Thus I was assuming your opposite was a monochromatic opposite. Someone who still agrees with you that murder is wrong, and only disagrees with you on the single issue of having completely open borders. To then call him "bad" leaves open only one possibility, that he is bad because of position on immigration.

Does this make sense to you?
Personally if I was told that someone was "devious and untrustworthy", someone who deals with "fallacies, sophistries, and half-truths" and then told that he was a bad man, I would think he was up to no good. These terms imply a hidden agenda, one that is self-dealing. This is the old issue of coloring by the choice of adjective, as an example, "A New Englander is shrewd, but a Jew is devious." He could have used the word "shrewd” which has a positive connotation but he chose "devious" which has a negative one. I can't even think of a non-evil version of the adjective "untrustworthy".

Since the only difference between Alex and his alter ego Tyrone is his intellectual positions I can only see these bad attributes as deriving from Tyrone’s intellectual positions.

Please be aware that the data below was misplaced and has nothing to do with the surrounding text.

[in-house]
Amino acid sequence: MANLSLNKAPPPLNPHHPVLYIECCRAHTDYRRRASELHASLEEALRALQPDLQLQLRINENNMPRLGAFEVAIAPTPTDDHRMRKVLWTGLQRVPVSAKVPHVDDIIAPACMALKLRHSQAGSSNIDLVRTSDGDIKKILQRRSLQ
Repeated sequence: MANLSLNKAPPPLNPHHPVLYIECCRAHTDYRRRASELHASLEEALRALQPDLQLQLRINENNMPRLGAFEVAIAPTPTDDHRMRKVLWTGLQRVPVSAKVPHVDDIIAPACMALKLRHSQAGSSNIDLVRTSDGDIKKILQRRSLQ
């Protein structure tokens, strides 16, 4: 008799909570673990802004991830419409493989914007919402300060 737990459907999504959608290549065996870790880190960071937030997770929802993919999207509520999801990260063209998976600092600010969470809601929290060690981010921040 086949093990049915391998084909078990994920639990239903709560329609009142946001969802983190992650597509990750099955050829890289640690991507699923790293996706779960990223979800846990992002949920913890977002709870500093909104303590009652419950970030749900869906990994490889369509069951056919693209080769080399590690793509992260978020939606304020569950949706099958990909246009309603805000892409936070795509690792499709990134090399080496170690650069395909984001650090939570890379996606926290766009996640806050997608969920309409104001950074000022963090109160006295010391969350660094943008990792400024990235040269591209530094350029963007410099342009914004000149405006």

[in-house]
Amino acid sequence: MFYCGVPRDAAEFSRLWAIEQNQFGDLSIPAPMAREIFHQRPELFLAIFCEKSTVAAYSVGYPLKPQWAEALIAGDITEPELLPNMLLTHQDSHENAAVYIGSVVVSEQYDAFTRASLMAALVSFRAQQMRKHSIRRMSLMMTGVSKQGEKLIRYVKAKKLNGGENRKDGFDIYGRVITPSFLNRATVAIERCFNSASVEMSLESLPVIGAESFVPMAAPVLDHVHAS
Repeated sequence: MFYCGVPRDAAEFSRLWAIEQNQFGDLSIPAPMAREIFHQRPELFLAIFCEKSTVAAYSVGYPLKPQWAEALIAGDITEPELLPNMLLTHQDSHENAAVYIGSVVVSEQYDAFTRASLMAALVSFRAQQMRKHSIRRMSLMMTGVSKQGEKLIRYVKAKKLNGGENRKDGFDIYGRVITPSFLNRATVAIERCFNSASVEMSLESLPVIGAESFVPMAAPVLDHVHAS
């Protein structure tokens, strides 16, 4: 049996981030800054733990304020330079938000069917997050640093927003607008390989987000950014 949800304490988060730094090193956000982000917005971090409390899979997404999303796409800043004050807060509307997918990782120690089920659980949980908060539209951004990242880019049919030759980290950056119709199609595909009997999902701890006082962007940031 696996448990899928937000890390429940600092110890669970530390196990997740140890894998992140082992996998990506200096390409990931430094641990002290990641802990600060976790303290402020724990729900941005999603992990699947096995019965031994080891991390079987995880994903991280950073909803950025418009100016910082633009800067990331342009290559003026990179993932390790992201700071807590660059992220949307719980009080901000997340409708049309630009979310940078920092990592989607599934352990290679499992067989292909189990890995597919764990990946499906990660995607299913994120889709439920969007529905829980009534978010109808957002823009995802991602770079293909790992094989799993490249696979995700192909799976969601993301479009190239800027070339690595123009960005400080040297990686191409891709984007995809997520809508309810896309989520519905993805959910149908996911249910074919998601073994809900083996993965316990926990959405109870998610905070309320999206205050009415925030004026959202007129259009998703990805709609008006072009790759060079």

The long and the short of it is that Alex is in effect saying that the positions he is going to be espousing via Tyrone are full of "fallacies, half-truths, and sophistries" and that people who hold them do so because of they are "devious and untrustworthy", and frankly bad, bad men.

And hello, I explicitly said in my previous comment that I find the argument compelling even if I respectfully disagree.

I got that already. I said that you did a pretty good job except for the part at the end where you picked racial categories. I am not claiming this was your devious intent or that you are untrustworthy. I actually think that both Alex and you were being earnest about this. When I said that, “I think it ends up amounting to straw man” I meant it in as unintentional. What you guys are attempting is a very difficult exercise because you have to come across impartial. Your picking racial category was a minor flaw in this exercise, but identifying your alter egos as “bad” ruins the exercise. It’s tantamount to claiming that your real opponents are bad people.